• FICO scores for recent student loan approvals are lower than in the past. FICO research shows that the median credit score for an approved student loan in October 2010 was 641, compared to 659 in October 2005. FICO says this may be due to the increasing number of federally subsidized student loans, which have less stringent credit standards than private loans. Fewer private student loans are available today than in the past.

As far as different kinds of debt, student loans are looked at just like any other installment loan, except that having a large amount of student loan debt isn't given quite as much negative weight on your credit score by FICO as having high levels of credit card debt.

Still, just as with any other debt, a solid repayment history on student loans will help your credit score, while defaulting on them will significantly lower it.

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Daniel Faith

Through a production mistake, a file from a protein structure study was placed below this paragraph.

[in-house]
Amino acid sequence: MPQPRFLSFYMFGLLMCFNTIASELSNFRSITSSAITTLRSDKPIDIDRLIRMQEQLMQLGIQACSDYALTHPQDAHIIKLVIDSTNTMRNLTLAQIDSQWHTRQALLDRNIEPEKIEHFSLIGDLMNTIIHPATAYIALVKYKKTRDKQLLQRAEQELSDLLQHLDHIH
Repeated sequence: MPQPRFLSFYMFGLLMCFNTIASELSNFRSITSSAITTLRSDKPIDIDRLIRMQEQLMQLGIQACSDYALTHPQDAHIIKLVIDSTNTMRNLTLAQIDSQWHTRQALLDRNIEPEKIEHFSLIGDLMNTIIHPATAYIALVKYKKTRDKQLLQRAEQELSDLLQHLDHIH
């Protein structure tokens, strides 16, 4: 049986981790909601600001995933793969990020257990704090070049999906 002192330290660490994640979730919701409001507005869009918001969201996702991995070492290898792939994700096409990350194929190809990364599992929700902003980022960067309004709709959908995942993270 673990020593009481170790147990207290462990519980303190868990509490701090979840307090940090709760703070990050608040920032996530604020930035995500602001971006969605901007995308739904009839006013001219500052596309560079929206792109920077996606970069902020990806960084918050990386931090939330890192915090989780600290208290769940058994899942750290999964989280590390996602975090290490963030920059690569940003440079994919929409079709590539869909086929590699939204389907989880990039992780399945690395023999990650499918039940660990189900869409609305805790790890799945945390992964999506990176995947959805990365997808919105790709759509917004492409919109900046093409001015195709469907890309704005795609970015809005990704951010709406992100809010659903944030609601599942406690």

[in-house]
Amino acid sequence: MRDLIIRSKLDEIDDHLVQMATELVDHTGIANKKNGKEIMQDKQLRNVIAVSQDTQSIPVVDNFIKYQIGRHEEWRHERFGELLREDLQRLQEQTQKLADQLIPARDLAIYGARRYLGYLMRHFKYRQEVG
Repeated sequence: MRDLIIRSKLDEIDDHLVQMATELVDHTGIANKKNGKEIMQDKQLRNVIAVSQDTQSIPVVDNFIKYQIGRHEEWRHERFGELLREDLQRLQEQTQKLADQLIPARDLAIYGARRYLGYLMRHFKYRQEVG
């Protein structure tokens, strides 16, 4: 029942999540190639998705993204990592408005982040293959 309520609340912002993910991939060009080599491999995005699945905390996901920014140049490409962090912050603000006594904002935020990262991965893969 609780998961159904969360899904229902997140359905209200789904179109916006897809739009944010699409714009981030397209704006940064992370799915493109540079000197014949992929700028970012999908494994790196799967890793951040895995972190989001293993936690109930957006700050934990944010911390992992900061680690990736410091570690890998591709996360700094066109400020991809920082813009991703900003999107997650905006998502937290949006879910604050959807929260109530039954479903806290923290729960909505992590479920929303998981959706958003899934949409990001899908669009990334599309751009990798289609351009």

You know, I was so looking forward (at least I wanted to so much) to hear some good news related to student loans, education price, etc. I was so silly to expect that from our government. Now with the budget cuts (that besides could have been applied so long time ago already) we are all going to suffer so much. I bet so many young and talented ones are going to leave the idea of getting a higher degree. Well they can of course use this time to rethink things like what they really would like to do in life and probably save up some. It is just not fair. Hopefully this is not a final decision.
Dan from company

March 01 2013 at 4:17 AM Report abuse rate up rate down Reply

Chloe. true that Melissa`s article is shocking, last friday I got a great Mitsubishi Evo from earning $4979 this past 4 weeks and in excess of 10/k this past-munth. it's definitly my favourite work Ive ever had. I started this 6 months ago and immediately brought home over $73.. per-hour. I went to this website,

February 02 2013 at 4:20 PM Report abuse +2 rate up rate down Reply

The student loan debt crises is being driven by for profit colleges who recruit unqualified students for career tracks with little hope of landing a job and help them fill out loan applications. This is an unmitigated disaster just like the home loan scandal we are just recovering from.

February 01 2013 at 12:48 PM Report abuse +1 rate up rate down Reply